Rich Reader captured a quick clip of me sharing thoughts on the appropriateness of measuring ROI in Social Media. While the panel format doesn't furnish time for an appropriate deep dive into when and how ROI might be an appropriate metric, I believe in most cases ROI is the wrong question to ask (and if you start with the wrong question, you'll get the wrong answer.)
I will be working on a report about Social Media and Marketing ROI. Your thoughts and input are welcome and encouraged. Please check out the 76-second clip and then let me know what you think.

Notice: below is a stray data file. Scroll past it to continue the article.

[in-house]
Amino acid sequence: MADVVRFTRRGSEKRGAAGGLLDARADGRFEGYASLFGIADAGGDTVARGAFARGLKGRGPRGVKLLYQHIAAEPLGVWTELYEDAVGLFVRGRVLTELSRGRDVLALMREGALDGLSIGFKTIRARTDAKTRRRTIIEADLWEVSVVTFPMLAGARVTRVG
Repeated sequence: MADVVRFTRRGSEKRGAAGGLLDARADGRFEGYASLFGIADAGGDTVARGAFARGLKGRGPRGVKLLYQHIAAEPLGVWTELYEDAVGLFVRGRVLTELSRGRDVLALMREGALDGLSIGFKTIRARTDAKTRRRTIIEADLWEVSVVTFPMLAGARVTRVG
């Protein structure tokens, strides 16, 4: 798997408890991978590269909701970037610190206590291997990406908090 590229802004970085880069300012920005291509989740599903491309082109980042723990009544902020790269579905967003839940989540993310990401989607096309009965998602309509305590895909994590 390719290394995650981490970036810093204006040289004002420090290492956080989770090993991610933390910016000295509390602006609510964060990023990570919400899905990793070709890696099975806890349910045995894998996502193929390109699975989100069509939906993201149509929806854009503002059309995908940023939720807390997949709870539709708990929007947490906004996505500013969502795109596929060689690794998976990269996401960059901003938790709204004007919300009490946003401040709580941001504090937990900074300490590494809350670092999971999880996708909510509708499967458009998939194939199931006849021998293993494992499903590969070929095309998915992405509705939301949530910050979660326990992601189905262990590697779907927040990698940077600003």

Going into Chirp, Twitter's first-ever developers conference, the natives were restless. A string of announcements--from the release of Twitter's own Blackberry app to the acquisition of development firm Atebits--had some developers wondering where Twitter was going and what it all meant to them. While Twitter's executive team didn't answer every question, they did outline a vision for future growth with a vigorous role for third-party developers. For me, the role Twitter sees for itself and for developers was most clearly outlined in its discussion of "place."
Twitter clearly recognizes that our location is extremely relevant data that can yield substantial value for others who use (either directly or indirectly) the Twitter information network. It's not just about where you are at every given moment, but what you're saying and doing while you're there.